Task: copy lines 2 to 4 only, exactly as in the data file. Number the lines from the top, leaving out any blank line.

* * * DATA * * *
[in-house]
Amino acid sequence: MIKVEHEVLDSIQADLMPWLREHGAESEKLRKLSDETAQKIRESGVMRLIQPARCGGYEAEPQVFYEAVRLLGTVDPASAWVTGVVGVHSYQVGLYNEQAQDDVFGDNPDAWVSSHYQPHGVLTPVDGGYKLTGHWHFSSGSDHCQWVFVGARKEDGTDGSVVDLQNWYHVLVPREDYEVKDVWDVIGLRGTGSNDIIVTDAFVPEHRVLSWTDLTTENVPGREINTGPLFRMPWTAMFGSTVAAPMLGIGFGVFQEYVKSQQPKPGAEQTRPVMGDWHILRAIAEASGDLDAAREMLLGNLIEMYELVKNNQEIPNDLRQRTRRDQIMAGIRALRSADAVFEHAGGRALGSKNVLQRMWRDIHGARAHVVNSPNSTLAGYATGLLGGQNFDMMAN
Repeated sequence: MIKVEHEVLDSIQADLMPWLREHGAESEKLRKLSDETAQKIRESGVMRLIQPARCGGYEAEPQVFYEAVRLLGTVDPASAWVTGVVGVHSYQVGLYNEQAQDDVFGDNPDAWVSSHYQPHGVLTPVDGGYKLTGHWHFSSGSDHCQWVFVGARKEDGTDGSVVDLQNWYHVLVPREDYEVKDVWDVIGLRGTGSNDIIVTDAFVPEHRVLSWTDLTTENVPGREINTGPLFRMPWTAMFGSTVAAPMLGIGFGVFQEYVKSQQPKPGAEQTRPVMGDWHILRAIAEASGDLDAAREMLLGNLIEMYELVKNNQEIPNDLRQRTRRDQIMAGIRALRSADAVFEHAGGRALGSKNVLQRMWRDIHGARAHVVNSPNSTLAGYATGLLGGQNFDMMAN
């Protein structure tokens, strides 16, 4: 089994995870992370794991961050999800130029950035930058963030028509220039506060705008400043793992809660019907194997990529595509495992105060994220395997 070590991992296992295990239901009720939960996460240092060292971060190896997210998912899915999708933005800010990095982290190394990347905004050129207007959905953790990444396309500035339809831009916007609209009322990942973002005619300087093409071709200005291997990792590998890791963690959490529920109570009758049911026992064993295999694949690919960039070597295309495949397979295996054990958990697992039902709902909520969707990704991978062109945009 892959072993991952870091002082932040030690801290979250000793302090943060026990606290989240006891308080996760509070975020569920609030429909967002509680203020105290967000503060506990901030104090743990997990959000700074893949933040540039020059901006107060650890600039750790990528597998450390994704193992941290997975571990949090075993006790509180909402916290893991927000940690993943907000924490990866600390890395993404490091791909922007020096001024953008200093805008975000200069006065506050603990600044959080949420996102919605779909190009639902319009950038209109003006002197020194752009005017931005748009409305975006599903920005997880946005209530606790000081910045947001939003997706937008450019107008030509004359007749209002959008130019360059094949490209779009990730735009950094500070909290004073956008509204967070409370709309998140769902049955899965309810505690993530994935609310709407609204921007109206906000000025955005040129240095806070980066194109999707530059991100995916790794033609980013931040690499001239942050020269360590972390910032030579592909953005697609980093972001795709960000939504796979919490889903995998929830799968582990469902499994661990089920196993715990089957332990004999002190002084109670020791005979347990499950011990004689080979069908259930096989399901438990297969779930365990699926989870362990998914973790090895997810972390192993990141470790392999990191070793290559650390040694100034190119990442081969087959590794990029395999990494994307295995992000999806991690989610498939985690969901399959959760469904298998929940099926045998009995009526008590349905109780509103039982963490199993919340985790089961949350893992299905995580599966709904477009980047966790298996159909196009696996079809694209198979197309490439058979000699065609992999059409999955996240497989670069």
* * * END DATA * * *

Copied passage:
Amino acid sequence: MIKVEHEVLDSIQADLMPWLREHGAESEKLRKLSDETAQKIRESGVMRLIQPARCGGYEAEPQVFYEAVRLLGTVDPASAWVTGVVGVHSYQVGLYNEQAQDDVFGDNPDAWVSSHYQPHGVLTPVDGGYKLTGHWHFSSGSDHCQWVFVGARKEDGTDGSVVDLQNWYHVLVPREDYEVKDVWDVIGLRGTGSNDIIVTDAFVPEHRVLSWTDLTTENVPGREINTGPLFRMPWTAMFGSTVAAPMLGIGFGVFQEYVKSQQPKPGAEQTRPVMGDWHILRAIAEASGDLDAAREMLLGNLIEMYELVKNNQEIPNDLRQRTRRDQIMAGIRALRSADAVFEHAGGRALGSKNVLQRMWRDIHGARAHVVNSPNSTLAGYATGLLGGQNFDMMAN
Repeated sequence: MIKVEHEVLDSIQADLMPWLREHGAESEKLRKLSDETAQKIRESGVMRLIQPARCGGYEAEPQVFYEAVRLLGTVDPASAWVTGVVGVHSYQVGLYNEQAQDDVFGDNPDAWVSSHYQPHGVLTPVDGGYKLTGHWHFSSGSDHCQWVFVGARKEDGTDGSVVDLQNWYHVLVPREDYEVKDVWDVIGLRGTGSNDIIVTDAFVPEHRVLSWTDLTTENVPGREINTGPLFRMPWTAMFGSTVAAPMLGIGFGVFQEYVKSQQPKPGAEQTRPVMGDWHILRAIAEASGDLDAAREMLLGNLIEMYELVKNNQEIPNDLRQRTRRDQIMAGIRALRSADAVFEHAGGRALGSKNVLQRMWRDIHGARAHVVNSPNSTLAGYATGLLGGQNFDMMAN
């Protein structure tokens, strides 16, 4: 089994995870992370794991961050999800130029950035930058963030028509220039506060705008400043793992809660019907194997990529595509495992105060994220395997 070590991992296992295990239901009720939960996460240092060292971060190896997210998912899915999708933005800010990095982290190394990347905004050129207007959905953790990444396309500035339809831009916007609209009322990942973002005619300087093409071709200005291997990792590998890791963690959490529920109570009758049911026992064993295999694949690919960039070597295309495949397979295996054990958990697992039902709902909520969707990704991978062109945009 892959072993991952870091002082932040030690801290979250000793302090943060026990606290989240006891308080996760509070975020569920609030429909967002509680203020105290967000503060506990901030104090743990997990959000700074893949933040540039020059901006107060650890600039750790990528597998450390994704193992941290997975571990949090075993006790509180909402916290893991927000940690993943907000924490990866600390890395993404490091791909922007020096001024953008200093805008975000200069006065506050603990600044959080949420996102919605779909190009639902319009950038209109003006002197020194752009005017931005748009409305975006599903920005997880946005209530606790000081910045947001939003997706937008450019107008030509004359007749209002959008130019360059094949490209779009990730735009950094500070909290004073956008509204967070409370709309998140769902049955899965309810505690993530994935609310709407609204921007109206906000000025955005040129240095806070980066194109999707530059991100995916790794033609980013931040690499001239942050020269360590972390910032030579592909953005697609980093972001795709960000939504796979919490889903995998929830799968582990469902499994661990089920196993715990089957332990004999002190002084109670020791005979347990499950011990004689080979069908259930096989399901438990297969779930365990699926989870362990998914973790090895997810972390192993990141470790392999990191070793290559650390040694100034190119990442081969087959590794990029395999990494994307295995992000999806991690989610498939985690969901399959959760469904298998929940099926045998009995009526008590349905109780509103039982963490199993919340985790089961949350893992299905995580599966709904477009980047966790298996159909196009696996079809694209198979197309490439058979000699065609992999059409999955996240497989670069």